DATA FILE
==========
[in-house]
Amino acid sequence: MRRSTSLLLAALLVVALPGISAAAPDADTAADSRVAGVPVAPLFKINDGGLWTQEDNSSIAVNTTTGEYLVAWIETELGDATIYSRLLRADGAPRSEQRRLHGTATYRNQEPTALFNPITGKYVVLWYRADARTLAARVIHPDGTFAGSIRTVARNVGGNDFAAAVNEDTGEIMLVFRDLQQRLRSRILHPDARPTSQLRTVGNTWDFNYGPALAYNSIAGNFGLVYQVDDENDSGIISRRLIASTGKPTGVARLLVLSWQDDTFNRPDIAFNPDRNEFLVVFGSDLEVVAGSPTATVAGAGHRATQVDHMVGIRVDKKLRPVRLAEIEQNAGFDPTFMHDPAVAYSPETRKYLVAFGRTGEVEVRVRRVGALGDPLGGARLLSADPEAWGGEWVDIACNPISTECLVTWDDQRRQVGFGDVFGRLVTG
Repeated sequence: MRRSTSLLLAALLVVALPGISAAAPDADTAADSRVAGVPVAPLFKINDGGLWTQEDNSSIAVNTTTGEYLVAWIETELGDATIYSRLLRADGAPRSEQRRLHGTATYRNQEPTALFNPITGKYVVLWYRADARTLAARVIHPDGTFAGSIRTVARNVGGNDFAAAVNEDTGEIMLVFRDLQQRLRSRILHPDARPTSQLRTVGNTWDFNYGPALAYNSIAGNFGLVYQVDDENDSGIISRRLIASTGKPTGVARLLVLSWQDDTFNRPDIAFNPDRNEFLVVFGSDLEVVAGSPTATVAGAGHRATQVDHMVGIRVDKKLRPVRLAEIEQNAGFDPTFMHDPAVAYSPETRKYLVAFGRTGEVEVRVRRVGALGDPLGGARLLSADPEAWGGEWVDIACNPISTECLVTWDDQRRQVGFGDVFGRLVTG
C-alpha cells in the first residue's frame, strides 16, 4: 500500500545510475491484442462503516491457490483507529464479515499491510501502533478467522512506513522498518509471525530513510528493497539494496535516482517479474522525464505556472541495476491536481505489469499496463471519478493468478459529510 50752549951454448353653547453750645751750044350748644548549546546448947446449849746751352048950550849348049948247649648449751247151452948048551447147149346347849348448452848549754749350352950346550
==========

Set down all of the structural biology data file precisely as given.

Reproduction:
[in-house]
Amino acid sequence: MRRSTSLLLAALLVVALPGISAAAPDADTAADSRVAGVPVAPLFKINDGGLWTQEDNSSIAVNTTTGEYLVAWIETELGDATIYSRLLRADGAPRSEQRRLHGTATYRNQEPTALFNPITGKYVVLWYRADARTLAARVIHPDGTFAGSIRTVARNVGGNDFAAAVNEDTGEIMLVFRDLQQRLRSRILHPDARPTSQLRTVGNTWDFNYGPALAYNSIAGNFGLVYQVDDENDSGIISRRLIASTGKPTGVARLLVLSWQDDTFNRPDIAFNPDRNEFLVVFGSDLEVVAGSPTATVAGAGHRATQVDHMVGIRVDKKLRPVRLAEIEQNAGFDPTFMHDPAVAYSPETRKYLVAFGRTGEVEVRVRRVGALGDPLGGARLLSADPEAWGGEWVDIACNPISTECLVTWDDQRRQVGFGDVFGRLVTG
Repeated sequence: MRRSTSLLLAALLVVALPGISAAAPDADTAADSRVAGVPVAPLFKINDGGLWTQEDNSSIAVNTTTGEYLVAWIETELGDATIYSRLLRADGAPRSEQRRLHGTATYRNQEPTALFNPITGKYVVLWYRADARTLAARVIHPDGTFAGSIRTVARNVGGNDFAAAVNEDTGEIMLVFRDLQQRLRSRILHPDARPTSQLRTVGNTWDFNYGPALAYNSIAGNFGLVYQVDDENDSGIISRRLIASTGKPTGVARLLVLSWQDDTFNRPDIAFNPDRNEFLVVFGSDLEVVAGSPTATVAGAGHRATQVDHMVGIRVDKKLRPVRLAEIEQNAGFDPTFMHDPAVAYSPETRKYLVAFGRTGEVEVRVRRVGALGDPLGGARLLSADPEAWGGEWVDIACNPISTECLVTWDDQRRQVGFGDVFGRLVTG
C-alpha cells in the first residue's frame, strides 16, 4: 500500500545510475491484442462503516491457490483507529464479515499491510501502533478467522512506513522498518509471525530513510528493497539494496535516482517479474522525464505556472541495476491536481505489469499496463471519478493468478459529510 50752549951454448353653547453750645751750044350748644548549546546448947446449849746751352048950550849348049948247649648449751247151452948048551447147149346347849348448452848549754749350352950346550